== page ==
Thursday, 14 August 2014

Peasants at War: Part 2 - If ever a test for commercial triumphs

The Editorial in The Vineyard's September 1914 edition explains the viewpoint of the Haslemere Peasant Arts movement to the probable outbreak of war.  As Maude Egerton King was the editor of The Vineyard, this view is presumably most closely aligned with Maude.

Entitled "For a While", this reflects that the The Vineyard had expected to be publishing again in 1915, a postponement in publishing of only 2 or 3 months:

"On the very point of bringing to a happy issue the plans for our new volume that was to begin in October, we are met by an unassailable interdict.  Our fifth year was to introduce the Vineyard in an enlarged form and with several new features.  While holding in no sort of abatement those principles which from its first appearance have been the inspiration of its pages, we had hoped - and do still hope - to strengthen its message by allocating certain of its pages every month to the more practical bearings of the country gospel.

'After a drawing by William Blake'
The Vineyard, September 1914

"Thus the October number was to introduce a series of notes and brief articles on all work actually in progress at home and abroad relating to the welfare of the peasant and his crafts, his home and his land. At the same time we were still determined to keep free of party politics.  However necessary legislation may be before the countryman can enjoy better conditions, without which no restoration of his rights, religious and educational, creative and festal, are possible, politics are not our province.  We had secured promises of regular news on all subjects concerning the revivifying and re-clothing of peasant life from distinguished writers in France and Italy, Bavaria and Sweden.  As regards work at home, we had arranged for our readers being kept in touch with every aspect of the land question, and hoped to secure articles on the economics of hand-work both on the land and regarding the other hand-crafts, so as to secure a joint comparison between these and machine - production.  We were determined to make it better understood that our advocacy of a return to those crafts and arts that have been the privilege and glory of the home - ever since man and woman first built them a hearth, until the beginnings of those evil days of progress - is emphatically not a sentimental outcome of a pious artisticism, but rather the result of a truer understanding of God and man than is possible to those who, dependent upon factory-made things, consider industrialism as final and unassailable.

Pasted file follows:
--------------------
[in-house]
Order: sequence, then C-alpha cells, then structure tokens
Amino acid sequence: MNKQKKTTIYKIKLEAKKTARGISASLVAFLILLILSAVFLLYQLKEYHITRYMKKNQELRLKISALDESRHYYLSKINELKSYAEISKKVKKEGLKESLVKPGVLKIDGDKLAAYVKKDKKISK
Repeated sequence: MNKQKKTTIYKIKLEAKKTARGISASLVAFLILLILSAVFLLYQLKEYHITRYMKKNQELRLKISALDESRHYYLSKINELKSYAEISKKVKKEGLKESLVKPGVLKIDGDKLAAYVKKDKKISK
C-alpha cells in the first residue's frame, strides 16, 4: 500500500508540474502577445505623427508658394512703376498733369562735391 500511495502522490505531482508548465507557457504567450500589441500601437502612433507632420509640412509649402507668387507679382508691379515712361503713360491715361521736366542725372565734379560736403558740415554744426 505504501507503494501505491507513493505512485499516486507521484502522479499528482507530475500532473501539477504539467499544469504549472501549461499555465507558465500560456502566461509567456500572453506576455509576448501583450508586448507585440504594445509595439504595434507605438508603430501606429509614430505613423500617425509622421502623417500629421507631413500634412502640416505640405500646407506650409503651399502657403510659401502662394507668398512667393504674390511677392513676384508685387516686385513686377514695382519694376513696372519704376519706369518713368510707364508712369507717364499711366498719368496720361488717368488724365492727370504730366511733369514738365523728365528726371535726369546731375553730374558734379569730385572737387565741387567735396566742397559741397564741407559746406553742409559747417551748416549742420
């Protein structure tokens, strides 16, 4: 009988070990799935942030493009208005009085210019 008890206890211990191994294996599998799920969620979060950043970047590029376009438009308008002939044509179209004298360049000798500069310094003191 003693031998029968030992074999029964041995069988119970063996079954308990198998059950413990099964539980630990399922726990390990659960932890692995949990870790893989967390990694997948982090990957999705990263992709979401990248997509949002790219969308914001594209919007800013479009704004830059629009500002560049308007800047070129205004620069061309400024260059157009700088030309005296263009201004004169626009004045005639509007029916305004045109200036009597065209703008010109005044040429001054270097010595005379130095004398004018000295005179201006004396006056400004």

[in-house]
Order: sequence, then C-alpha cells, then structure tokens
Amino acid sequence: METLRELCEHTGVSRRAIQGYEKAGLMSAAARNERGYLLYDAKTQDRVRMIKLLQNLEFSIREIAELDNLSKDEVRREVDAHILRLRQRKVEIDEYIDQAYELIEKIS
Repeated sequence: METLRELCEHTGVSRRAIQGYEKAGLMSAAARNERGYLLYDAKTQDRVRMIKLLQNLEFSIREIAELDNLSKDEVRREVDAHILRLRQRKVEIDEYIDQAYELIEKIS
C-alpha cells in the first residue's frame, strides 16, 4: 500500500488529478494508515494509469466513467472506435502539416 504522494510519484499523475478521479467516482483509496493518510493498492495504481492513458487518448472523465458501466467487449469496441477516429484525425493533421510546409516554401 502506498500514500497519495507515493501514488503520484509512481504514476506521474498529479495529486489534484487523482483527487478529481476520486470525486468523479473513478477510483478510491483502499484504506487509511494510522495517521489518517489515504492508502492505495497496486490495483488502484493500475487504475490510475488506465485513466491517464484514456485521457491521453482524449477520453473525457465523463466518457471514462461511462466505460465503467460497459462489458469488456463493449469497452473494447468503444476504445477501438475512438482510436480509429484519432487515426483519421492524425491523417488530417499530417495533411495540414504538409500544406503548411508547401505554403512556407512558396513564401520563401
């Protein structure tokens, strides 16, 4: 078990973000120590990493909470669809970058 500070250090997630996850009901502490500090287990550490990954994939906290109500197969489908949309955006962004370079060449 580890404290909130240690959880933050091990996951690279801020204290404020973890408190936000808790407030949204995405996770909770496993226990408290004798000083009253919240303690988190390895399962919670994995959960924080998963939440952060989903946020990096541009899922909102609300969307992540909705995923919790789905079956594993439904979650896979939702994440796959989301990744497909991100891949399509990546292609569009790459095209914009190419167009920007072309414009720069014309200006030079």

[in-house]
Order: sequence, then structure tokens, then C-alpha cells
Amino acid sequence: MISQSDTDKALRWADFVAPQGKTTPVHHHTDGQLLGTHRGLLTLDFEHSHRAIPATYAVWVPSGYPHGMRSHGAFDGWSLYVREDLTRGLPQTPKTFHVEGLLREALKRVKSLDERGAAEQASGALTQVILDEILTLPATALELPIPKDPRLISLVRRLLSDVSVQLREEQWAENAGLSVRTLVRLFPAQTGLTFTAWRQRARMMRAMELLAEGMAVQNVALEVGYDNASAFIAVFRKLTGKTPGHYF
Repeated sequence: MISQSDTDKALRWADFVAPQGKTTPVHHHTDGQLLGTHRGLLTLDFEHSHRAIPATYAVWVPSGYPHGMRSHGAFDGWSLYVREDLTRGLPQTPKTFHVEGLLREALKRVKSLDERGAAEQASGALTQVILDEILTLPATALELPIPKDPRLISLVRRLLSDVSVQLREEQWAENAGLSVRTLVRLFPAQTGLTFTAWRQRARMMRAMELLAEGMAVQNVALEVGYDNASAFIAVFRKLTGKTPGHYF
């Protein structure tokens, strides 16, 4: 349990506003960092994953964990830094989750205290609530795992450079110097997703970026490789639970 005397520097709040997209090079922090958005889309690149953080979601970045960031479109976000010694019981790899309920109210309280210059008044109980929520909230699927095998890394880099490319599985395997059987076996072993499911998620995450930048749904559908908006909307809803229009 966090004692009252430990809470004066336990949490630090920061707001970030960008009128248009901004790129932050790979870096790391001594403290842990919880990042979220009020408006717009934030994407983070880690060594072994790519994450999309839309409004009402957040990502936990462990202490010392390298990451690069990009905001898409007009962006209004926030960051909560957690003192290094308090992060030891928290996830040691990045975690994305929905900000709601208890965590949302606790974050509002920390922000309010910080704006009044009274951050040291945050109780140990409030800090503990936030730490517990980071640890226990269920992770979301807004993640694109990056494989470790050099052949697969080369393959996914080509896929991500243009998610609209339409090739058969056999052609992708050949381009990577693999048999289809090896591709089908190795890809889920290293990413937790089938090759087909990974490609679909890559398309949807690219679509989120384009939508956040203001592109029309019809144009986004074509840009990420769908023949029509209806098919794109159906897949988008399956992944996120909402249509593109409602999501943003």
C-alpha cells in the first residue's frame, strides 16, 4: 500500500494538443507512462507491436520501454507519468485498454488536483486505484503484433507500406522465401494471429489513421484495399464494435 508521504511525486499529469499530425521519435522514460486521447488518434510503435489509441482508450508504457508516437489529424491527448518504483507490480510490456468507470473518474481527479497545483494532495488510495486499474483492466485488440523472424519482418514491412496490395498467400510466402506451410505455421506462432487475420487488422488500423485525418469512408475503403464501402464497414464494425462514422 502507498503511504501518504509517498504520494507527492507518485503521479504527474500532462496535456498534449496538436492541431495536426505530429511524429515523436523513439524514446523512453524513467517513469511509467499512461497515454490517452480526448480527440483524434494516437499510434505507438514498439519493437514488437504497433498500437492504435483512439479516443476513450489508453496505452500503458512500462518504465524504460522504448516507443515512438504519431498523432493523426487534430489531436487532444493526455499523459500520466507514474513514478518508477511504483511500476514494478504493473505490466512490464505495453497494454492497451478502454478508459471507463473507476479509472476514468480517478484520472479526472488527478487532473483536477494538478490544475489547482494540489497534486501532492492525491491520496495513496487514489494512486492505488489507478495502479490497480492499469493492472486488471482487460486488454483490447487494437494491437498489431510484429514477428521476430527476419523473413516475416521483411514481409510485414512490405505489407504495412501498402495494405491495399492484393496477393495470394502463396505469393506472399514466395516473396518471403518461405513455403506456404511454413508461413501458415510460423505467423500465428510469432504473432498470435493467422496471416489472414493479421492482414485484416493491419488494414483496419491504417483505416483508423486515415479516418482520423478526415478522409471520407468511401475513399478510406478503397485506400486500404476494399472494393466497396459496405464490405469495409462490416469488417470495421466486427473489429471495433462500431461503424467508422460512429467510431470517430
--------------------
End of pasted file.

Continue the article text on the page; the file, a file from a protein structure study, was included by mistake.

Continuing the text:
"But to our dismay we are faced by a prohibition not to be withstood.  We are compelled to postpone our plans and the issue of the Vineyard until our beloved country can again set its house in order.  Then more than ever will our work be called for.  We assure those of our readers who have grown to love the Vineyard, and to whom we are deeply grateful for much strength and food in our uphill work, that, beyond such temporary difficulties as are inseparable from the common financial stress, it is not from lack of material resources that we feel ourselves compelled to postpone our issues for perhaps two or three months but that the time is in every way inopportune for a new departure such as we had been contemplating.

"If ever test could be devised for the commercial triumphs, the industrial systems, the fierce competitions, which lie at the very root of our civilisation, that test, surely as a fiery furnace, we are now to pass through.  God have mercy upon us all, alike in our victories and our disasters!…."

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